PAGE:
Saturday, October 11, 2014

Film Review: 22 Jump Street

Copyright: Columbia Pictures/MGM
It took this film about three minutes to make me laugh really hard (Mexican Wolverine reference), and later on, it managed to do the same thing a few times more. The rest of the time, 22 Jump Street provides solid humor all around, which makes it one of the better comedies of 2014 so far.

Phil Lord and Christopher Miller didn’t spend too much time thinking about the set up of their sequel of the 21 Jump Street, a comedy about an odd pair of cops who go undercover to a high school to investigate a drug dealing ring. This time, they do the same thing on a college campus, and here the plot ends.

Apart from a similar (better said, equal) setting, the film also operates on the same platform of extreme difference between Schmidt and Jenko, this time in a frat house kind of environment. Once again, a weird drug called "WHYPHY" begins to circulate and cause deaths, so the pair have a new assignment. 

Jonah Hill and Channing Tatum kept holding on to their specific chemistry, and they are the sole reason (apart from a good, but not a spectacular script) why this carbon copy of a film continues to work.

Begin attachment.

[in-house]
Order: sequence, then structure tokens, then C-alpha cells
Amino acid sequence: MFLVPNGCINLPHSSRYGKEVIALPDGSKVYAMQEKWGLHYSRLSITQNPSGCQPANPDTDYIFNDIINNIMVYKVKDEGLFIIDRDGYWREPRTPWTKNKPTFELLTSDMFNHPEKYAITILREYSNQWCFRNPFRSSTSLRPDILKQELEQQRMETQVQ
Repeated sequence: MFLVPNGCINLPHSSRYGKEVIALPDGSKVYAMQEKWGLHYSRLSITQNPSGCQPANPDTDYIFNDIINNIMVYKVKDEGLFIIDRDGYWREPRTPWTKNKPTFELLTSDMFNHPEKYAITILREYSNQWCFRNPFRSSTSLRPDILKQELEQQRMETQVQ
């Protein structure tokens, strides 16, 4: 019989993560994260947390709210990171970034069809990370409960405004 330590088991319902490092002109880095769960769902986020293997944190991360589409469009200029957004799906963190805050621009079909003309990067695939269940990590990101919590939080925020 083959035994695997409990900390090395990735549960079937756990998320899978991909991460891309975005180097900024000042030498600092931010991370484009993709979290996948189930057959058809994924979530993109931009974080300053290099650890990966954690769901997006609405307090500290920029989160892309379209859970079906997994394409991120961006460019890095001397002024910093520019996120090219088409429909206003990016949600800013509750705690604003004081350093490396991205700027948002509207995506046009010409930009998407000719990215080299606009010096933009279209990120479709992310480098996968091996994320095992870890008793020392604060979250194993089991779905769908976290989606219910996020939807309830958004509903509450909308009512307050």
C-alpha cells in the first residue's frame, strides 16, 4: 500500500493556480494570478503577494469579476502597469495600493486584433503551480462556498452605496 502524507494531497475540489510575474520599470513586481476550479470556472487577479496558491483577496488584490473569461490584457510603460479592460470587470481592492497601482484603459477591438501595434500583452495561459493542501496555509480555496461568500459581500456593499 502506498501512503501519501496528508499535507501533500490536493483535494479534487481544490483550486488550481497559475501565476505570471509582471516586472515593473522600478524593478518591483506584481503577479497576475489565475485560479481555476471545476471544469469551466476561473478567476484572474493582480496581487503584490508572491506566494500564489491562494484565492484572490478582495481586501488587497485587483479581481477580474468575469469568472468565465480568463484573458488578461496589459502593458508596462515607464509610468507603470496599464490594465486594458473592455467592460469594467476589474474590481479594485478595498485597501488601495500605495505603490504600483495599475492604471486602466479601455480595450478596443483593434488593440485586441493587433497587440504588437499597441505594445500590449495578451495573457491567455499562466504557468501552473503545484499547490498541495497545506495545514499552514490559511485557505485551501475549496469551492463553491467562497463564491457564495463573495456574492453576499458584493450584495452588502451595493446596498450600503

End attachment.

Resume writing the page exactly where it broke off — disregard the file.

Hill, who already proved himself as one of the key comic actors of his generation, still provides perfect delivery, while Tatum (who honestly does look a bit like a potato, sorry Chan my Man) provides a kind of wall from which Hill can bounce his jokes off. This doesn’t diminish Tatum’s potential or talent, because I believe it’s hard to keep up with Hill, but he successfully does this throughout the film.

Other actors who are really noticeable in the film include Ice Cube (especially once he finds out the stuff he shouldn’t have found out) and a terrifyingly maniacal Rob Riggle in a very small but still impressive role as the jailed former nemesis of the main protagonists.

22 Jump Street full movie, thought its entire length, presents an unending stream of humor, and doesn’t try to do anything else. This fact, along with being based on the great Hill/Tatum chemistry, produced a very hard-hitting comedy, which even manages to ridicule itself brilliantly at the very end.